After a really short-lived stint trying my hand at a new blog, and another period of completely ignoring it, I’ve made the decision to start blogging here again.
studentnomore began with some altruistic motives (and plenty financial ones). The blog was an attempt to address a problem I faced as a fresh grad – a lack of mentorship and direction in my first job. But in the end, I stopped. Some reasons why it didn’t work out:
No money came in
No, really. Most experienced bloggers will rightly tell you that monetisation takes time, but until you go through it, the gravity of that statement never really hits you.
When I first learnt about WordAds, I thought, “Wow, I can actually make money without having to build and host my own website!” You can only sign up for WordAds with a registered domain, so I did, and once the domain was up, I sent in a request. A month or two went by (which is apparently how long they may take to review sites), and I decided to drop them a note. I was told my blog had just too few views – the minimum is somewhere around 1,000 a month. Doesn’t sound like a lot, but after 5 months of blogging and sharing, I was still hitting less than half that amount. Even if I hit the minimum, I’d probably only make a few bucks a month. That tempered the enthusiasm somewhat.
Sure, I knew it was going to take time. But head knowledge doesn’t always convert to action, and that rejection from WordAds hammered the first nail into studentnomore’s coffin. It just added to the frustration of writing, which I’ll talk about next.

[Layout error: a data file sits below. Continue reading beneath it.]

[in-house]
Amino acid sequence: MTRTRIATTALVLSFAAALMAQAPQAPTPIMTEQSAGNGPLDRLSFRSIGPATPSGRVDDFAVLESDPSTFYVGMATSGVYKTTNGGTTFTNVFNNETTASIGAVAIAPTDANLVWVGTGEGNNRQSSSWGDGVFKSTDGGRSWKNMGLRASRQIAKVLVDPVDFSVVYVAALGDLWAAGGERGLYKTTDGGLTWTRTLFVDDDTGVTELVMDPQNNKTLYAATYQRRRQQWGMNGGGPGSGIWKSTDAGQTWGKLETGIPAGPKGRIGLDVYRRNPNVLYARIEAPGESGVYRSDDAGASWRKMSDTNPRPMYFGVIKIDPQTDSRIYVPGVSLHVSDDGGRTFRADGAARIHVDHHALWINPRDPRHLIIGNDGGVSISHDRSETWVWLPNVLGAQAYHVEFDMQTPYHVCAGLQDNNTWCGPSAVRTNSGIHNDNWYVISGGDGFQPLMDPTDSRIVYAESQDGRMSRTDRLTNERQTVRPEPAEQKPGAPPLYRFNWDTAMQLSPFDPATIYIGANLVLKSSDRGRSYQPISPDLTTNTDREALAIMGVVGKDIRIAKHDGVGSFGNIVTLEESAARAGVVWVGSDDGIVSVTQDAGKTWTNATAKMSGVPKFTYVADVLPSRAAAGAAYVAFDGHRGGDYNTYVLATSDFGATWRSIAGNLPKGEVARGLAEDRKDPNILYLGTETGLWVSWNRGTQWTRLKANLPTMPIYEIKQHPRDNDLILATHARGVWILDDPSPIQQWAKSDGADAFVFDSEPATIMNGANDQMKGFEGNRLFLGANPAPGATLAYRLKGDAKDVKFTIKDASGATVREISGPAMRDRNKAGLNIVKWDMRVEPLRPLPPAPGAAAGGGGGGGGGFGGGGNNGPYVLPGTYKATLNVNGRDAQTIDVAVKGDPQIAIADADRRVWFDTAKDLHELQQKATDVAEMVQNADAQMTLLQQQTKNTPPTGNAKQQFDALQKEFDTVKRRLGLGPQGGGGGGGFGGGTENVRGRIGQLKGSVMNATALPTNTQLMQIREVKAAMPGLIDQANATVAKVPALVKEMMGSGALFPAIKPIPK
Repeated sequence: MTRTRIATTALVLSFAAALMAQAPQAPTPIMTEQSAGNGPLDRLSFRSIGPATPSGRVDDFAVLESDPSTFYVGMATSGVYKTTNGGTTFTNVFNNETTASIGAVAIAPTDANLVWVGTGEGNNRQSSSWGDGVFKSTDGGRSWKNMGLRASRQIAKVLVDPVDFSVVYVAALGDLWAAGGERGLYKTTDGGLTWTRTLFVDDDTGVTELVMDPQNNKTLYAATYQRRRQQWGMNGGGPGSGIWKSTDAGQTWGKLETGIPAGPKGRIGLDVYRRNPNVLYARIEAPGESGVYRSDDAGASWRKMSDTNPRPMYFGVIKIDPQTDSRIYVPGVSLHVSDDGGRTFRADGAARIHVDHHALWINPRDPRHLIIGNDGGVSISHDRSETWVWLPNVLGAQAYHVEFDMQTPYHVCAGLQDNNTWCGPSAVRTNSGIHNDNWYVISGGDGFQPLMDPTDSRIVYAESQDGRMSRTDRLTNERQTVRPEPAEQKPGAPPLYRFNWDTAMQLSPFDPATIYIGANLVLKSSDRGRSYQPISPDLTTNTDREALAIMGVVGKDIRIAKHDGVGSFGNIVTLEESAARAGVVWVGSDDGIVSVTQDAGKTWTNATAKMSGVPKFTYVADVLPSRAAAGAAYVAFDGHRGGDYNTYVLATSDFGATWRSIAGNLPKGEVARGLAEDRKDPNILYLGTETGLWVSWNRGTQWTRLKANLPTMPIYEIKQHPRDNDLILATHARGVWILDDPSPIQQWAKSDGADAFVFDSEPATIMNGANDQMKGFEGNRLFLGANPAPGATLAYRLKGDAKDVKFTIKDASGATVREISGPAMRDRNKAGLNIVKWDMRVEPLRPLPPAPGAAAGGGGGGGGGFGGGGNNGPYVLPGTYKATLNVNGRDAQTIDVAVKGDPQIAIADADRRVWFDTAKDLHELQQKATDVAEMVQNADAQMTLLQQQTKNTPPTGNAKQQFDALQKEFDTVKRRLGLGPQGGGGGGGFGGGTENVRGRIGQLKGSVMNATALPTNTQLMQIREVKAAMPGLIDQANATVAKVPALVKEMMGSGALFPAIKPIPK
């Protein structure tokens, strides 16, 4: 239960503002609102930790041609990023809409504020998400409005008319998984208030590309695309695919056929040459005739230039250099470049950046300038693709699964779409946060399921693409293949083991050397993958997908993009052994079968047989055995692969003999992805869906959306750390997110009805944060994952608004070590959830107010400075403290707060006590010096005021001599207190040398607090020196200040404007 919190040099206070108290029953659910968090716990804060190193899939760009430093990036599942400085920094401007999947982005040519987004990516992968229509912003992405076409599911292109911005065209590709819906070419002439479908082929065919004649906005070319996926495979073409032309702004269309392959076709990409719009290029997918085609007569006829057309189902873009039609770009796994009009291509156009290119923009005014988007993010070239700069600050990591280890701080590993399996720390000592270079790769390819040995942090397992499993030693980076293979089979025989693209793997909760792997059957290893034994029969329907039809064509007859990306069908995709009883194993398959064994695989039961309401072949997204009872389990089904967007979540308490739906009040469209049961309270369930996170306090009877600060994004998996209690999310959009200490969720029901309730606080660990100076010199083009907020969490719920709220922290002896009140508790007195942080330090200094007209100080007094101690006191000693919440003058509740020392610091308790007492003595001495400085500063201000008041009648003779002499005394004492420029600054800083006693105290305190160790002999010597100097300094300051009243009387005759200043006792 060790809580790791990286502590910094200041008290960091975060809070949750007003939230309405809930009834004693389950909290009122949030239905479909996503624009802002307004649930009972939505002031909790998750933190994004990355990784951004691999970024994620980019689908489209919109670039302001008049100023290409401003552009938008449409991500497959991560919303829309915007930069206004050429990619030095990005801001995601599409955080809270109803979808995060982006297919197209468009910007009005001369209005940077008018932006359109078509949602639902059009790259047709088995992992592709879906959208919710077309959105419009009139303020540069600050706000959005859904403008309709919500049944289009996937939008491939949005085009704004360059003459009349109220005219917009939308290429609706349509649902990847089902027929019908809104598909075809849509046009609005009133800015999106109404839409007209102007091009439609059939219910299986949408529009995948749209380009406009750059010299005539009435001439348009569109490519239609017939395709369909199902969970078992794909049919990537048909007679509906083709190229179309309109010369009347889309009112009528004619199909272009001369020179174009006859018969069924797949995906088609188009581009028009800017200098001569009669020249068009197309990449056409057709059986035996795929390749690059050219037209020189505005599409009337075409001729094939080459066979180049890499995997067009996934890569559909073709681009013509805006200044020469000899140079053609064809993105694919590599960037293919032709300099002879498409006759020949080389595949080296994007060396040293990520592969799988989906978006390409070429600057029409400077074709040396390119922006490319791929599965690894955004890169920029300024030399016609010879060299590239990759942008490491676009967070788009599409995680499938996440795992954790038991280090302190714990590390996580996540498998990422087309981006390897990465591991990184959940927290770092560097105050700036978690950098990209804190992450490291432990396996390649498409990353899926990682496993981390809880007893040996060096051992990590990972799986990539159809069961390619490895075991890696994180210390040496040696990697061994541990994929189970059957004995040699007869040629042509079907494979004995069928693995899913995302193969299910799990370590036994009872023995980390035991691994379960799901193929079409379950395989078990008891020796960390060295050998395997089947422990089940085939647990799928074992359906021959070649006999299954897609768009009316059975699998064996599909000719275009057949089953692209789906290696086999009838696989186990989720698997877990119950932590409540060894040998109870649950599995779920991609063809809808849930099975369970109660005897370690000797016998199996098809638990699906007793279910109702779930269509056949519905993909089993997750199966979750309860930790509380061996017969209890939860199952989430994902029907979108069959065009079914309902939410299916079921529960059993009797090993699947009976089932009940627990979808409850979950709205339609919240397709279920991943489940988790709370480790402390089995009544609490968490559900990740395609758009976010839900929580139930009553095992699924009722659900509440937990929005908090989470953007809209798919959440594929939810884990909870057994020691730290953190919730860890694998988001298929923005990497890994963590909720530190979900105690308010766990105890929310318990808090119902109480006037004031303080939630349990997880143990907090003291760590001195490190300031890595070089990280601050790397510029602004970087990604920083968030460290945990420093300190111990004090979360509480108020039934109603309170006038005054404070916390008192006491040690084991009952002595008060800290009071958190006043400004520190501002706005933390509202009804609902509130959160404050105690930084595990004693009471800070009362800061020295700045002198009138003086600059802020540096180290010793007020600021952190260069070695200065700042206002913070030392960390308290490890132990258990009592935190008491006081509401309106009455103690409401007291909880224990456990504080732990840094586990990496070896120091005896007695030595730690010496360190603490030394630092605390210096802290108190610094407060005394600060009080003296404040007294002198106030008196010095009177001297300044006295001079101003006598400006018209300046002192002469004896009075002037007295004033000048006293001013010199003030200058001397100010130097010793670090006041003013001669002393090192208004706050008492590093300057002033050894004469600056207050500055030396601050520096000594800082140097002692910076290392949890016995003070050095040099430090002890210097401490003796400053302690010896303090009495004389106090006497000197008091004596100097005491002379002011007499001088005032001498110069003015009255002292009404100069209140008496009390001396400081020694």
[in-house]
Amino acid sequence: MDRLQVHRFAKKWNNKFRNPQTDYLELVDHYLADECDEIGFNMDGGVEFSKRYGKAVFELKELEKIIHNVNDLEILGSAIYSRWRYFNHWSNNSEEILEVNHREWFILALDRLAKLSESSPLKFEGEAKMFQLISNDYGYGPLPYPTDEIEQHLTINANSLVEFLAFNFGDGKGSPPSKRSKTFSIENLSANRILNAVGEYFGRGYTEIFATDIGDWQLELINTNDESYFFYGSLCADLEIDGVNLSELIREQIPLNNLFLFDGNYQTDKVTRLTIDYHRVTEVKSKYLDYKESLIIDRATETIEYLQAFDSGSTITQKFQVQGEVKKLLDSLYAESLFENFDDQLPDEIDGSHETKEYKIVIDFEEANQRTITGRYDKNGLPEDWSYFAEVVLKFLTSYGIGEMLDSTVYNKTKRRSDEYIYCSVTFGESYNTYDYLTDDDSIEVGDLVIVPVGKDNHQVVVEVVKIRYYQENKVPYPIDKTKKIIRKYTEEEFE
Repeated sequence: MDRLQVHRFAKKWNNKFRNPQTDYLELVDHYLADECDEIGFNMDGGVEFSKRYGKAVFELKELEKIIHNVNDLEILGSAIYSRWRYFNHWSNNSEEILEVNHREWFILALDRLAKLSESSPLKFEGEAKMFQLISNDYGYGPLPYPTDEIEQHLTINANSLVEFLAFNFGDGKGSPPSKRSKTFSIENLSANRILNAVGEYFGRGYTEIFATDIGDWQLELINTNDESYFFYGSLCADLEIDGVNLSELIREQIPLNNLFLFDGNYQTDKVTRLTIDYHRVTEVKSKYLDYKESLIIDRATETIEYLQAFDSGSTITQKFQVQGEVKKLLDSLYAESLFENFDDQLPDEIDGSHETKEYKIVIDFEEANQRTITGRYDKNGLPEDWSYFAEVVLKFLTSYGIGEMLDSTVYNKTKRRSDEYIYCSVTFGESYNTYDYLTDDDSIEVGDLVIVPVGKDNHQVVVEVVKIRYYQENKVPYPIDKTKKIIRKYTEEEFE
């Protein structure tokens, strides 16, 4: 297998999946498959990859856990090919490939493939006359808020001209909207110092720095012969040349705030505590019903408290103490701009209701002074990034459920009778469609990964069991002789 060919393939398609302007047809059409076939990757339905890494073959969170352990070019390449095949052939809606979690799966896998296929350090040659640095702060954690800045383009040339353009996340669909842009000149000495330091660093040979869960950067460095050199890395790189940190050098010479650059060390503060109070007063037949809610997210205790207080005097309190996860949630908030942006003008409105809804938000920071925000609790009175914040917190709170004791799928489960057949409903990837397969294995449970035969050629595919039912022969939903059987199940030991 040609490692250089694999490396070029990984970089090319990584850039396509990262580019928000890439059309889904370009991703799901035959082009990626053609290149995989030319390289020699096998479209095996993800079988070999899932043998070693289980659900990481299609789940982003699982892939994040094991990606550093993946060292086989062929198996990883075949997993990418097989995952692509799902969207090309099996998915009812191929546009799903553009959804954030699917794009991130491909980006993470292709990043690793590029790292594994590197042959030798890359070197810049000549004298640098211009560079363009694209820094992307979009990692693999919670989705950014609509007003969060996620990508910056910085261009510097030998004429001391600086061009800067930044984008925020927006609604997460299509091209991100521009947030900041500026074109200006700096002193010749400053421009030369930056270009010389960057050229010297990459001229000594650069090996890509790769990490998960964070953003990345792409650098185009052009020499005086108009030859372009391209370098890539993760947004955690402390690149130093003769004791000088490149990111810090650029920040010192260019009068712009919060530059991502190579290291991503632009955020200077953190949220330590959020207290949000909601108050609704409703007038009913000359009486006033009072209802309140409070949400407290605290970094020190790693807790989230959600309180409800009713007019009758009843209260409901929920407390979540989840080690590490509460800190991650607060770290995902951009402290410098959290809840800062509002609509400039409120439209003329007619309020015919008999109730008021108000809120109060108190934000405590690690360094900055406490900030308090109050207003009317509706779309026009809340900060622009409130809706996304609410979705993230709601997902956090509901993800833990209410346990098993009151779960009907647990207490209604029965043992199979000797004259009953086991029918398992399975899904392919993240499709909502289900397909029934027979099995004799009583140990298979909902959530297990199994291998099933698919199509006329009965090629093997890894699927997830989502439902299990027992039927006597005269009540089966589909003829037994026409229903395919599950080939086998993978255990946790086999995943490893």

Writing is hard
I’d be one of the first to admit that blogging sounds like a cushy job. The illusion was that you get cash or lots of free stuff for sitting around and typing a few words a day.
Sure, blogging is a very flexible profession, but writing is hard. It’s not just about getting the grammar or humour right, because some successful bloggers aren’t the best in either (my humble opinion). My stumbling block was translating ideas for posts into actual posts. I had some grand ideas, but they actually required quite a lot of research to imbue some sense of credibility – my experience was limited for the kind of advice I wanted to dish out. And the subject matter was already sorta fluffy.
Turns out, graphic design was comparatively mindless.
I probably picked the wrong market
Was my blog targeting a genuine problem? I still think so. Was it the best medium or channel to reach out to the target audience? Probably not.
My personal observation is that the bulk of traffic is irregular, mostly the occasional find from search engines results. Some blogs do reach top of mind, or are very successful with followers on channels like Twitter, but my market (Singaporean fresh grads) is generally less Twitter-crazed, and my subject matter was not exactly search-friendly material. Heck, I struggled myself to put questions into words when speaking with a boss or mentor. Similarly, experience/observation doesn’t always transfer to the pen/keyboard very well. The only way this would work would have to be something a little more… integrated into the life of the fresh grad. (Something which I have been thinking about, and you may hear about that someday)
So, I kinda failed…
…but hey, you gotta have some grit. I gave it a shot and took away some lessons on blogging:
- Find something you’re passionate about – it’s not all about the money. Be prepared to go without money for a while!
- Writing well requires dedication – sacrificing your precious after-work rest for racking your brains on blog posts is not for the faint-of-mind
- If possible, have some thought about your target market – do they fit the channel and likely method of discovery?
I may have closed down one blog, but the idea for it lives on. I’m also going to attempt keeping this blog – more as a personal sharing outlet, but also because my life is undergoing some transition. But, more on that in another post 🙂